anuary 18 was a historic day for Lebanon: The leaders of the country’s most powerful Christian factions decided to put 30 years of bloodshed and political bickering behind them.
Samir Geagea, head of the Lebanese Forces (LF), announced last week his endorsement of Michel Aoun, an ex-army general and head of the Free Patriotic Movement (FPM), for president. In doing so, Geagea essentially withdrew his own bid to be nominated president.
The announcement, which took place at Geagea’s residence in the presence of an assortment of LF and FPM officials, was marked by the two former strongmen cutting cake together. The gesture signalled an end to a long and bloody feud, in which hundreds of cadres on both sides sacrificed their lives.
During Lebanon’s 1975-90 civil war, Geagea headed a right-wing Christian militia allied with Israel, while Aoun was the head of the Lebanese army. Aoun fled to France and lived in exile until 2005, when he returned to Lebanese politics, while Geagea was convicted and handed four life sentences for assassinations he took part in during the civil war. He was released in 2005 during an amnesty agreement and also returned to politics.
Analysts and political players see Geagea’s endorsement of Aoun as a move to strengthen Lebanon’s Christian minority in the face of rising tensions between the Middle East’s two dominant forces, Shia-majority Iran and Sunni-majority Saudi Arabia.
“What we have been seeing is an increased polarisation between Iran and Saudi Arabia, which translates to polarisation between the Sunnis and the Shias and thus the creation of a different dynamic in the region,” explained Maha Yahya, a political analyst at Carnegie Middle East Center in Beirut. “This has prompted concern within the Christian camps to join together and protect themselves in a war that they’re being dragged into… This rapprochement is definitely a game-changer on many fronts.”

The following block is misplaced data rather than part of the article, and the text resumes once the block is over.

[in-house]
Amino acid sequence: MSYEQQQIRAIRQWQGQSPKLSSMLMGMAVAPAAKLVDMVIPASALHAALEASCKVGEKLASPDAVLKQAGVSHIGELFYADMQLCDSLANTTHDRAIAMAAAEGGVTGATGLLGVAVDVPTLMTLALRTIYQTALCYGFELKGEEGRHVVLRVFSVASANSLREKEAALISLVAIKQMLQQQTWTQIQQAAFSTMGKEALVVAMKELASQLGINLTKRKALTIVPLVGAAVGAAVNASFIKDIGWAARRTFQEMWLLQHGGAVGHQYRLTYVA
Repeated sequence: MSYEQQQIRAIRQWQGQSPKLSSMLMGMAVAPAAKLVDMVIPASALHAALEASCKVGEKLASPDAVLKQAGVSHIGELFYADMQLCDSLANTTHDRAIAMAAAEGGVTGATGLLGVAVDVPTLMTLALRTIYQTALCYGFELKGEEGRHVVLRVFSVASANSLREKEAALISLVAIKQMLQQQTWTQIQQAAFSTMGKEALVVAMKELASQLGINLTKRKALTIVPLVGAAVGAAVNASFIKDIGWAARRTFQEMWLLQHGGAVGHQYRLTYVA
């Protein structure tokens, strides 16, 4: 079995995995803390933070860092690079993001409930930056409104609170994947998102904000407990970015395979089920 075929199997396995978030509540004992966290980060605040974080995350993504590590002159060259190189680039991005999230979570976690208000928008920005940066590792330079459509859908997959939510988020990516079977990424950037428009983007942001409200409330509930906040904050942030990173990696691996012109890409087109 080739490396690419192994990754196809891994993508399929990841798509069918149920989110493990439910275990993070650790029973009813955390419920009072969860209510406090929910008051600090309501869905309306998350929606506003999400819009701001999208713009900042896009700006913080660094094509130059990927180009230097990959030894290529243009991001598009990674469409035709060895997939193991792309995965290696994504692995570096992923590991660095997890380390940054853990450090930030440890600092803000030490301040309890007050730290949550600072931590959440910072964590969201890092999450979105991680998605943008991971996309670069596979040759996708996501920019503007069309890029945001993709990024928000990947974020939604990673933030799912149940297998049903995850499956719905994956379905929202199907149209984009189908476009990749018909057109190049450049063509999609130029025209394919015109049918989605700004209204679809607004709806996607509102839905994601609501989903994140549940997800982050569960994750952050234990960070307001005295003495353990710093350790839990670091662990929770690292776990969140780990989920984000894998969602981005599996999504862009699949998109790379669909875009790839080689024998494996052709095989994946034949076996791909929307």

According to a source involved in the Geagea-Aoun rapprochement, the move “is absolutely necessary in order to protect the Christians in Lebanon”.
“Look at the Christians in the region at the moment,” he said. “We need to be united.”
Lebanon has been without a president since May 2014, and despite holding 33 presidential election sessions thus far, opposing parliamentary blocs have boycotted the sessions to prevent a quorum. The Lebanese constitution requires that the president be a Maronite Christian, and until recently Lebanon’s rival political camps, the Saudi-backed March 14 alliance and the Iranian-backed March 8 alliance, each endorsed their own candidate: Samir Geagea and Michel Aoun respectively.
But will the reuniting of Lebanon’s Christians be enough to finally elect a president? Political alliances and manoeuvrings in the country are steeped in enough drama and controversy to rival any soap opera plotline – and the presidential election is no exception.
Last November, former Lebanese prime minister Saad Hariri, the leader of the March 14 bloc, attempted to break the presidential stalemate by endorsingSuleiman Franjieh, a stalwart March 8 leader and bitter rival of Geagea, whom Hariri had previously backed. While many see Hariri’s nomination of Franjieh as the primary reason behind Geagea’s surprise move in endorsing arch-nemesis Aoun for president, others point out that the rapprochement between Geagea and Aoun has been in the works for many months now.